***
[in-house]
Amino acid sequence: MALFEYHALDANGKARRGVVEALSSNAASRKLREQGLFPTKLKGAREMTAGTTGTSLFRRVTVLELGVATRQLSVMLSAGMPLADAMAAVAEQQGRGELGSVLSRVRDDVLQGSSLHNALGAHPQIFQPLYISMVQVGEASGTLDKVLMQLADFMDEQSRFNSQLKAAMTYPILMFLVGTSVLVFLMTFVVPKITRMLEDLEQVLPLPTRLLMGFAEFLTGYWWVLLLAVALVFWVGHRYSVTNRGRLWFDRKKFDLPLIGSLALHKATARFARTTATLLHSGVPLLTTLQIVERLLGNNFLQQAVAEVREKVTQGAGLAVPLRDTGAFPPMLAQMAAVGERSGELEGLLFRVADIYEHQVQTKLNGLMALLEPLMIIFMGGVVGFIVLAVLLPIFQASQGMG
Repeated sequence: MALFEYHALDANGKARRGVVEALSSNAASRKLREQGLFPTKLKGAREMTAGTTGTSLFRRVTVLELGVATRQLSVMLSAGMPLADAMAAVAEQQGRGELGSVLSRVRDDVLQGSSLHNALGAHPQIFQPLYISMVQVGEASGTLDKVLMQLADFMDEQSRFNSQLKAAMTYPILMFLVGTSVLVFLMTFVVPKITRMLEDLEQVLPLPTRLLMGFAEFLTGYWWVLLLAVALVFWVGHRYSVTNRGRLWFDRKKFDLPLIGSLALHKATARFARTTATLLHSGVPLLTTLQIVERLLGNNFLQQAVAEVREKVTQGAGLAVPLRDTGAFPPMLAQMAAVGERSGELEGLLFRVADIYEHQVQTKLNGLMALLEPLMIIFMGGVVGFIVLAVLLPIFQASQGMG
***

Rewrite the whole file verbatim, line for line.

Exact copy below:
[in-house]
Amino acid sequence: MALFEYHALDANGKARRGVVEALSSNAASRKLREQGLFPTKLKGAREMTAGTTGTSLFRRVTVLELGVATRQLSVMLSAGMPLADAMAAVAEQQGRGELGSVLSRVRDDVLQGSSLHNALGAHPQIFQPLYISMVQVGEASGTLDKVLMQLADFMDEQSRFNSQLKAAMTYPILMFLVGTSVLVFLMTFVVPKITRMLEDLEQVLPLPTRLLMGFAEFLTGYWWVLLLAVALVFWVGHRYSVTNRGRLWFDRKKFDLPLIGSLALHKATARFARTTATLLHSGVPLLTTLQIVERLLGNNFLQQAVAEVREKVTQGAGLAVPLRDTGAFPPMLAQMAAVGERSGELEGLLFRVADIYEHQVQTKLNGLMALLEPLMIIFMGGVVGFIVLAVLLPIFQASQGMG
Repeated sequence: MALFEYHALDANGKARRGVVEALSSNAASRKLREQGLFPTKLKGAREMTAGTTGTSLFRRVTVLELGVATRQLSVMLSAGMPLADAMAAVAEQQGRGELGSVLSRVRDDVLQGSSLHNALGAHPQIFQPLYISMVQVGEASGTLDKVLMQLADFMDEQSRFNSQLKAAMTYPILMFLVGTSVLVFLMTFVVPKITRMLEDLEQVLPLPTRLLMGFAEFLTGYWWVLLLAVALVFWVGHRYSVTNRGRLWFDRKKFDLPLIGSLALHKATARFARTTATLLHSGVPLLTTLQIVERLLGNNFLQQAVAEVREKVTQGAGLAVPLRDTGAFPPMLAQMAAVGERSGELEGLLFRVADIYEHQVQTKLNGLMALLEPLMIIFMGGVVGFIVLAVLLPIFQASQGMG